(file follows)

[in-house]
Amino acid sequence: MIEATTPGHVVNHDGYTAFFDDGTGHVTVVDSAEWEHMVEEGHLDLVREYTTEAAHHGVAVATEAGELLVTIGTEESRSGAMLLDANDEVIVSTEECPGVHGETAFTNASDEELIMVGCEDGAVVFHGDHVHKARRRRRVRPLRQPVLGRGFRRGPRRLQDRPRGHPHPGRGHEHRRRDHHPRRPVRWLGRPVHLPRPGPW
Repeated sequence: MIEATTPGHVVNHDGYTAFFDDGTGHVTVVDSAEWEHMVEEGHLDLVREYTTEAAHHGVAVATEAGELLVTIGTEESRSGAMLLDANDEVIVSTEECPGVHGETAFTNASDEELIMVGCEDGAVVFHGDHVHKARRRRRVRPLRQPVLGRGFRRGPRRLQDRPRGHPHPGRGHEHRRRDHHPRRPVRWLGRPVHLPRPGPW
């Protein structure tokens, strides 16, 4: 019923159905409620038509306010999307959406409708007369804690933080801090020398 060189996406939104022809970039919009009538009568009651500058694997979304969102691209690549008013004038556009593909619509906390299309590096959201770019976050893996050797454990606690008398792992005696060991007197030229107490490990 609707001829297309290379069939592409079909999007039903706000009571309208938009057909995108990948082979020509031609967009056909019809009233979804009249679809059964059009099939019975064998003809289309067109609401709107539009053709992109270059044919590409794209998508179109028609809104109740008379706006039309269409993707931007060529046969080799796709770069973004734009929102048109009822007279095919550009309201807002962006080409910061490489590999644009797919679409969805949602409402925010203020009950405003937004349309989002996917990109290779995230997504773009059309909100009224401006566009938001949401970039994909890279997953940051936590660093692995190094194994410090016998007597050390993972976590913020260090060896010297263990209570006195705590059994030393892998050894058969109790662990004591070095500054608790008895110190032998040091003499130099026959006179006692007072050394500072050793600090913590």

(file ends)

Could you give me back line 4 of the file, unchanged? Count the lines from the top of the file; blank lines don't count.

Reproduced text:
């Protein structure tokens, strides 16, 4: 019923159905409620038509306010999307959406409708007369804690933080801090020398 060189996406939104022809970039919009009538009568009651500058694997979304969102691209690549008013004038556009593909619509906390299309590096959201770019976050893996050797454990606690008398792992005696060991007197030229107490490990 609707001829297309290379069939592409079909999007039903706000009571309208938009057909995108990948082979020509031609967009056909019809009233979804009249679809059964059009099939019975064998003809289309067109609401709107539009053709992109270059044919590409794209998508179109028609809104109740008379706006039309269409993707931007060529046969080799796709770069973004734009929102048109009822007279095919550009309201807002962006080409910061490489590999644009797919679409969805949602409402925010203020009950405003937004349309989002996917990109290779995230997504773009059309909100009224401006566009938001949401970039994909890279997953940051936590660093692995190094194994410090016998007597050390993972976590913020260090060896010297263990209570006195705590059994030393892998050894058969109790662990004591070095500054608790008895110190032998040091003499130099026959006179006692007072050394500072050793600090913590």